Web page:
Commentary: Tenants need a grace period to catch up on rent
As the COVID-19 pandemic reveals the many shortcomings of our current economic system, we ask our local leaders to be responsive to the health and well-being of more than a half-million renters residing in this city.
As community organizers who have experienced housing insecurity ourselves, we know the value — and struggle — of preparing for the worst. We know that after people lose their home, everything else falls apart, too. This is why our leaders must adequately prepare for the worst-case scenario right now.
The City Council will vote today on the “right to cure,” an ordinance requiring landlords to give tenants 60 days to pay their past-due rent prior to a proposed eviction. While half of San Antonio tenants are protected from eviction until July 25 under the federal CARES Act, the right to cure will provide the other half of San Antonio renters some protections as well.
The 60-day grace period will give time for folks who haven’t received their stimulus check, or whose unemployment benefits were delayed, or whose income from newly opened worksites will become available soon.
That is all we ask — more time so the most vulnerable among us can have the security and dignity of a roof over their head through and past this pandemic. As though our pre-COVID-19 housing crisis wasn’t causing enough homelessness, the ability of landlords to put families on the street over these next few months, without the right to cure, will lead to a homelessness crisis above and beyond the public health crisis we face now.
Last week, the City Council heard from several landlords and real estate agents about the reasons they oppose a 60-day grace period for renters. While we take note of the challenges faced by property owners, we respectfully disagree that profit loss is comparable to the fate of families who have no assets to liquidate should they lose their home. The tenants they want to evict are making do without food on the table. With the rejection of this ordinance, landlords will ensure tenants have no home either. The poorest in our community cannot continue to bear the heaviest burden and the greatest consequences.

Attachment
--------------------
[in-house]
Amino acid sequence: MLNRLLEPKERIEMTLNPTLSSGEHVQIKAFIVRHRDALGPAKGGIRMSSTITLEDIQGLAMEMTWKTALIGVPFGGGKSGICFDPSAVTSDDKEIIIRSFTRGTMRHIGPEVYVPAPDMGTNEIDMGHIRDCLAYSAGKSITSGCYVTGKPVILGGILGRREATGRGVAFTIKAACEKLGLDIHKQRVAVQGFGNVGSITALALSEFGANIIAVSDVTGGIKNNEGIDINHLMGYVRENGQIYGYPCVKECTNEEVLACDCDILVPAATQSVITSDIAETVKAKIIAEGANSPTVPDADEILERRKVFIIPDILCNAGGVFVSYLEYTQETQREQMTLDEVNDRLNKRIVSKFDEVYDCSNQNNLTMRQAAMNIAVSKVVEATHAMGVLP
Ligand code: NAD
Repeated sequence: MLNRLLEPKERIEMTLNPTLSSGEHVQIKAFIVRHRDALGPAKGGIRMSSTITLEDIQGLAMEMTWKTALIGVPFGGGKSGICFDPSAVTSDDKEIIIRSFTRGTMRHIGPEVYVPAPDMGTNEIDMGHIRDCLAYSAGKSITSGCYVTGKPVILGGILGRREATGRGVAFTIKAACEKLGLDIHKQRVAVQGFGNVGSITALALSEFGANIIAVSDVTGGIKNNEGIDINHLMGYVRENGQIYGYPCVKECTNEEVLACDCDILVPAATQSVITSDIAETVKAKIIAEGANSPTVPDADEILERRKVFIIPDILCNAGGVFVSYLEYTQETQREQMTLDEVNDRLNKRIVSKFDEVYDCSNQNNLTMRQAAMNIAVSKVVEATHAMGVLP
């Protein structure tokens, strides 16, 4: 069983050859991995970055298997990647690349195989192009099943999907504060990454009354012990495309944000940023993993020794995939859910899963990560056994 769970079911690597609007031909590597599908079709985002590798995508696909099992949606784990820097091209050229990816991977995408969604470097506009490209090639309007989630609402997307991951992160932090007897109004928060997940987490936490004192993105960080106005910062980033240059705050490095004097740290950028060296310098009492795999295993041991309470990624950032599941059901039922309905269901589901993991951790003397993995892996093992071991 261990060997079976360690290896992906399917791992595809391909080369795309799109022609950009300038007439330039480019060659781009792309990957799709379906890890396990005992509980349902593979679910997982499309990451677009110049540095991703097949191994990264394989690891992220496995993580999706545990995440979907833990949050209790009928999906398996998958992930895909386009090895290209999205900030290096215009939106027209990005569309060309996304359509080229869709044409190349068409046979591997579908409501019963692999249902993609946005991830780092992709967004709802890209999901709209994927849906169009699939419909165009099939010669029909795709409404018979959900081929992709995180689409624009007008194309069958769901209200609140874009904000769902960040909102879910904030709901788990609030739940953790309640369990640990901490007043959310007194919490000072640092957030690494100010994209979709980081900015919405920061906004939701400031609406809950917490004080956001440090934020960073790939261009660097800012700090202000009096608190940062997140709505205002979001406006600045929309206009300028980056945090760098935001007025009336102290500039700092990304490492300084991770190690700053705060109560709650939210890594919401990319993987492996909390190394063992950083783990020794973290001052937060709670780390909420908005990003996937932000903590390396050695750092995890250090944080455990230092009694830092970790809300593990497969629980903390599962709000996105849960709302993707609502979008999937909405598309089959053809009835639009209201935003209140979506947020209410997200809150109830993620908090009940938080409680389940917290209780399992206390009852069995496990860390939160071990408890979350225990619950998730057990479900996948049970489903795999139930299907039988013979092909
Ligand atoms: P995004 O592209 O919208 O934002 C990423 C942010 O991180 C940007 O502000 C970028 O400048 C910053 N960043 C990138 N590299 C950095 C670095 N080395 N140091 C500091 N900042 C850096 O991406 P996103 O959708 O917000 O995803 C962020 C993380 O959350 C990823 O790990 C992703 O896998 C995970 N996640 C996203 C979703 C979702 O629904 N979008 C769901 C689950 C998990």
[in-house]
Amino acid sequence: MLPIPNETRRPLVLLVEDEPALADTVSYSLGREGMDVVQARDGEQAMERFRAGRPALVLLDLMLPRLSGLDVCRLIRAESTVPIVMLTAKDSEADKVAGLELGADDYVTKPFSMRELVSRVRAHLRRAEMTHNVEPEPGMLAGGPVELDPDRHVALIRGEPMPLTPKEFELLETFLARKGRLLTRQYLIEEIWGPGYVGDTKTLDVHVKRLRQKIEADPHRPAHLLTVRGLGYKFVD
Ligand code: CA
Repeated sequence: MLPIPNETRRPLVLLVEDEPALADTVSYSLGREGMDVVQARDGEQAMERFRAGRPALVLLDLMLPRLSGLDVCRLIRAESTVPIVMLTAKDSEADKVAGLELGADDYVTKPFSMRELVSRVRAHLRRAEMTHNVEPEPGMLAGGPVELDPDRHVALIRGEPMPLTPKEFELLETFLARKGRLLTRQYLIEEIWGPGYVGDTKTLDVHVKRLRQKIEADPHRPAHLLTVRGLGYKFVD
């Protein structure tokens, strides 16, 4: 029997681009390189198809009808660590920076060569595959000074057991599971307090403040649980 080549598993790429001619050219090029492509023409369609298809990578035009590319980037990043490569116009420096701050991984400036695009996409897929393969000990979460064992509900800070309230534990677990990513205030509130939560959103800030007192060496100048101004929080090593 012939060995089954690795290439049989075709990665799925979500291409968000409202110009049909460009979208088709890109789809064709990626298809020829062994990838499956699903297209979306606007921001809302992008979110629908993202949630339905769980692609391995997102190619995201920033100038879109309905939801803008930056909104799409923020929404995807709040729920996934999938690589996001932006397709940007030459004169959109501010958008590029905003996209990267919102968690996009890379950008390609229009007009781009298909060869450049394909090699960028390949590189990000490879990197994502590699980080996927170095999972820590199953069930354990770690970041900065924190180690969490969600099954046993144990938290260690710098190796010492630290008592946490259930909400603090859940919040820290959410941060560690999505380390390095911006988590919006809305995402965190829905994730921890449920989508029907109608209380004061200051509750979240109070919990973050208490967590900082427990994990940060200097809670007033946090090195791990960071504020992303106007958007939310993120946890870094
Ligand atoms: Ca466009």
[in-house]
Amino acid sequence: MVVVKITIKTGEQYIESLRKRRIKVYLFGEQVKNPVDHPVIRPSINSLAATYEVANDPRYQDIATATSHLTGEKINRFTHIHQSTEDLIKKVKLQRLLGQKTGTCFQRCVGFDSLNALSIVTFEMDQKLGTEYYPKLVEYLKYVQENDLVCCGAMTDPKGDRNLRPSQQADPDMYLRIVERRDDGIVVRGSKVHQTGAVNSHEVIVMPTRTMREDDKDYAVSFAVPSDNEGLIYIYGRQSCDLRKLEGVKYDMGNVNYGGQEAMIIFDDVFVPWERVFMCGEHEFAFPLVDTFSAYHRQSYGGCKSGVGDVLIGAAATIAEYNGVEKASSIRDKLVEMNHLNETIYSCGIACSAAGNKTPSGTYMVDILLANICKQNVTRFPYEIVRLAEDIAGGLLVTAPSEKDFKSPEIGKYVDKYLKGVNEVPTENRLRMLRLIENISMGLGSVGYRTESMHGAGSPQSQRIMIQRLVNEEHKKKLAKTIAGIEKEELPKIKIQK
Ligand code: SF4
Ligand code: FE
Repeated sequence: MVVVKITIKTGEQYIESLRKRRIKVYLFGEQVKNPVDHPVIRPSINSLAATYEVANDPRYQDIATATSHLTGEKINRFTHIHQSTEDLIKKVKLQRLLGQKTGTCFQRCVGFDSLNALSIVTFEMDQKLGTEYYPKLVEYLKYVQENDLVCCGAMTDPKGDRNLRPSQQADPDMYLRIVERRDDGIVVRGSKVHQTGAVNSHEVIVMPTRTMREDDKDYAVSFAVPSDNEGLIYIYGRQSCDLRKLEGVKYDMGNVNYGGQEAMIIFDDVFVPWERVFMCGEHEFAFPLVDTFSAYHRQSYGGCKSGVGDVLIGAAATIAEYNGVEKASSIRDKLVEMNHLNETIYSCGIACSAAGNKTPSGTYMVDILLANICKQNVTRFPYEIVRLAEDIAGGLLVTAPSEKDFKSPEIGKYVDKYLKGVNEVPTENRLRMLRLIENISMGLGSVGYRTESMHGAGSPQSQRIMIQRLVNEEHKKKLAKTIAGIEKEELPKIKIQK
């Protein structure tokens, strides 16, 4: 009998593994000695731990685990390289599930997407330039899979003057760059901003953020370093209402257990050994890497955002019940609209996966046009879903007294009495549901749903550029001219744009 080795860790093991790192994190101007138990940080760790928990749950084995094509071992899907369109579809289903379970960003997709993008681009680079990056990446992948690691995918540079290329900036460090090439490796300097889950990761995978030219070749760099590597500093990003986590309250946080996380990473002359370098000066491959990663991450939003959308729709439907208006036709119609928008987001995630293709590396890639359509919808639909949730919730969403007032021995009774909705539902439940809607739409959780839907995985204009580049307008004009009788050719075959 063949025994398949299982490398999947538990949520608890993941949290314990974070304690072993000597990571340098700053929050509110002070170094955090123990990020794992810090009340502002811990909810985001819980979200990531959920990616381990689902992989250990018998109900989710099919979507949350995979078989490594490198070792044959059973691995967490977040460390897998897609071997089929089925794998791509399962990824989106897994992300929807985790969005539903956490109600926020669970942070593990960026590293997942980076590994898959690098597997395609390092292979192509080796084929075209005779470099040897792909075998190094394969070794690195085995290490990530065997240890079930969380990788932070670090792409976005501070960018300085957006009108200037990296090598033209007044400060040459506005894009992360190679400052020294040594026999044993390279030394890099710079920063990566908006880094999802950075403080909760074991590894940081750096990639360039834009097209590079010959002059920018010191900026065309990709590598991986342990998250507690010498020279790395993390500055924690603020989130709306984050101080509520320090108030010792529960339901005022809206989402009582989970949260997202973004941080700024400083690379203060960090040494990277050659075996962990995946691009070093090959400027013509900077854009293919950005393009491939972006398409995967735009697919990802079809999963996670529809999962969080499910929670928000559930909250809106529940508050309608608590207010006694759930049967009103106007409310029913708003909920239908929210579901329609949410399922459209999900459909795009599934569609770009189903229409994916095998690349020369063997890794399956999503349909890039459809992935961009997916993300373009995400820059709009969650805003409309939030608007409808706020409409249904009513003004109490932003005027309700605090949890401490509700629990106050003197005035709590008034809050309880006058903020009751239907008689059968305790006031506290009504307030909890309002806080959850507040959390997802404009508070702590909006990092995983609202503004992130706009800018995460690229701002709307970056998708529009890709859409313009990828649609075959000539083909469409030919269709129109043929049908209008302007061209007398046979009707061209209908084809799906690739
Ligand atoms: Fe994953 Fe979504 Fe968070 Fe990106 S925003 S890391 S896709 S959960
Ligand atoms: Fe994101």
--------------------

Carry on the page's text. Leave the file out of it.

The strength of real estate power at these city meetings is evidence of the imbalance tenants face when they try to advocate for themselves. One property owner argued that not all landlords would immediately evict tenants. However, city officials must not put the fate of tenants at risk and the well-being of our community to chance. This grace period gives landlords the opportunity to keep tenants in their units and avoid the cost of eviction proceedings and seeking new renters.
The argument of the apartment association against right to cure is focused on the “unintended consequences” of delaying payments. Rarely are the unintended consequences of profit-driven processes discussed, such as the Decade of Downtown that subsidized market rate units and priced out working-class families, or the gentrification that results from public investments where working families’ needs are not at the forefront.
It’s the working class that built this city and who must carry this economy forward with their labor — even in the midst of a pandemic. Both morally and fiscally, it is too costly for our city to put the needs of the most vulnerable people aside.
San Antonio has not prioritized the needs of renters like us — a mother of two future leaders and a working person who also happens to be disabled — but we can change that course this week.
There will not be enough emergency funds to provide for every person’s need right away, but a 60-day right to cure is a commonsense solution until we have the hard discussions about power, equity and what it would take to get to a sustainable recovery for all. This could be a starting point for a path toward housing justice in San Antonio.
Kevin LeMelle and Maureen Galindo are community organizers with Texas Organizing Project.
This op-ed was published May 13, 2020 in the San Antonio Express-News.